Statins May Prevent Dementia And Memory Loss With Longer Use
A review of several studies on the use of statin medications to prevent heart attacks has wiped out any possibility for short-term memory loss. The review also suggests towards the possibility of protecting against dementia if taken for more than a year.
Researchers at John Hopkins conducted the systematic review. They said that the findings will boost clarity and reassurance to the patients as well as doctors who prescribe this drug.
In the detailed review, the John Hopkins researchers found that statins have no effect on short term memory and cognition. In contrast, they said that when the drugs are taken for more than a year, the risk of dementia is reduced by 29 percent.
“All medications, including statins, may cause side effects, and many patients take multiple medicines that could theoretically interact with each other and cause cognitive problems,” said primary study author Kristopher Swiger, according to a news release.
“However, our systematic review and meta-analysis of existing data found no connection between short-term statin use and memory loss or other types of cognitive dysfunction. In fact, longer-term statin use was associated with protection from dementia," he added.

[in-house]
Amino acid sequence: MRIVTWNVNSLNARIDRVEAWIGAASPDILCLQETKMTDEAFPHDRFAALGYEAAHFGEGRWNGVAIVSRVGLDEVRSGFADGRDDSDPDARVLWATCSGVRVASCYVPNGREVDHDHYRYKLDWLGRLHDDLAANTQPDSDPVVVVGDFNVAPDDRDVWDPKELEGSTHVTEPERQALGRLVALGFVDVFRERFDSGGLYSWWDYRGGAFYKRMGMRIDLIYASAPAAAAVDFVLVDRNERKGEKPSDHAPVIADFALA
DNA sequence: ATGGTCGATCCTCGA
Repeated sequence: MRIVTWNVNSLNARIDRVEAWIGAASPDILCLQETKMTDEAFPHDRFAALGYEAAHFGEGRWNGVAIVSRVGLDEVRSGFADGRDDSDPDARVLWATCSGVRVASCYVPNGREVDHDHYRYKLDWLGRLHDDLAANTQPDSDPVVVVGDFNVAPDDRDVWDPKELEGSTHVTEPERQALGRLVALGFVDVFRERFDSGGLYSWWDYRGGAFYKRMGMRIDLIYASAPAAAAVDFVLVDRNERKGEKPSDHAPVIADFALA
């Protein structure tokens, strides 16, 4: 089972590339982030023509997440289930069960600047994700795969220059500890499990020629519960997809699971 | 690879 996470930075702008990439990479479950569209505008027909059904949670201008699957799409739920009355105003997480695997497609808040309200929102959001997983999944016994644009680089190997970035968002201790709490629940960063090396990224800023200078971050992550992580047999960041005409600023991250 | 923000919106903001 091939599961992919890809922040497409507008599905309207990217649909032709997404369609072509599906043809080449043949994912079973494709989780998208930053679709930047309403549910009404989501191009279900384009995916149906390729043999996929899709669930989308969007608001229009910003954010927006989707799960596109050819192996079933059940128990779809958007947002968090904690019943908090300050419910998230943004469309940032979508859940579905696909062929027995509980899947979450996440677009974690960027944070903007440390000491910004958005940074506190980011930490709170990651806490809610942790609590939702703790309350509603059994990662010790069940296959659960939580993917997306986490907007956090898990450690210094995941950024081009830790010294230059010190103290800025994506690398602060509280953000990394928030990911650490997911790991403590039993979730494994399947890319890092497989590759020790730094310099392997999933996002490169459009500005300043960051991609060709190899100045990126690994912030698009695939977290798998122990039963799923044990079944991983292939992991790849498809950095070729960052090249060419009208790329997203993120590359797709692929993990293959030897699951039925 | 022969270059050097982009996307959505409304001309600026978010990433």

For their review, researchers conducted to two different analyses. It involved 41 different studies which were later narrowed down to 16 according to their relevance.
“Our goal was to provide clarity on this issue based on the best available evidence,” said Raoul Manalac, M.D. according to a news release. “We looked at high-quality, randomized controlled trials and prospective studies that included more than 23,000 men and women with no prior history of cognitive problems. The participants in those studies were followed for up to 25 years.”
The findings were published in an online article at Mayo Clinic Proceedings.